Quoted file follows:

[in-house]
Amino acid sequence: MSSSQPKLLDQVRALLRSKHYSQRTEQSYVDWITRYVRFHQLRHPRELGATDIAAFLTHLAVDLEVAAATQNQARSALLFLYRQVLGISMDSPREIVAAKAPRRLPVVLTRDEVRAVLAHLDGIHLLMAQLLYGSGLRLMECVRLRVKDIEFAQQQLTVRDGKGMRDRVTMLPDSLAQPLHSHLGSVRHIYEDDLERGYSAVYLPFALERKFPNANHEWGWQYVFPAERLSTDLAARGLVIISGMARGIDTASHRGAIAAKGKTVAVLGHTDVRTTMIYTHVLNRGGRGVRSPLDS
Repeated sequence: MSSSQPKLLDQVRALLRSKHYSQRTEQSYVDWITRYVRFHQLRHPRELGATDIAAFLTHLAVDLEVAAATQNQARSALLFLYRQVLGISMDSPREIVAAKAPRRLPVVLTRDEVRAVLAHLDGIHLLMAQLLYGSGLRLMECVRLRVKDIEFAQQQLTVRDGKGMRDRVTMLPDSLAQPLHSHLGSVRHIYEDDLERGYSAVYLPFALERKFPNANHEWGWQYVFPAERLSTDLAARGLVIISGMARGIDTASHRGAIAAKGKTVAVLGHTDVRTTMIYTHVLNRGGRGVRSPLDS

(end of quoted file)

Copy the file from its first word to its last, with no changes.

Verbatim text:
[in-house]
Amino acid sequence: MSSSQPKLLDQVRALLRSKHYSQRTEQSYVDWITRYVRFHQLRHPRELGATDIAAFLTHLAVDLEVAAATQNQARSALLFLYRQVLGISMDSPREIVAAKAPRRLPVVLTRDEVRAVLAHLDGIHLLMAQLLYGSGLRLMECVRLRVKDIEFAQQQLTVRDGKGMRDRVTMLPDSLAQPLHSHLGSVRHIYEDDLERGYSAVYLPFALERKFPNANHEWGWQYVFPAERLSTDLAARGLVIISGMARGIDTASHRGAIAAKGKTVAVLGHTDVRTTMIYTHVLNRGGRGVRSPLDS
Repeated sequence: MSSSQPKLLDQVRALLRSKHYSQRTEQSYVDWITRYVRFHQLRHPRELGATDIAAFLTHLAVDLEVAAATQNQARSALLFLYRQVLGISMDSPREIVAAKAPRRLPVVLTRDEVRAVLAHLDGIHLLMAQLLYGSGLRLMECVRLRVKDIEFAQQQLTVRDGKGMRDRVTMLPDSLAQPLHSHLGSVRHIYEDDLERGYSAVYLPFALERKFPNANHEWGWQYVFPAERLSTDLAARGLVIISGMARGIDTASHRGAIAAKGKTVAVLGHTDVRTTMIYTHVLNRGGRGVRSPLDS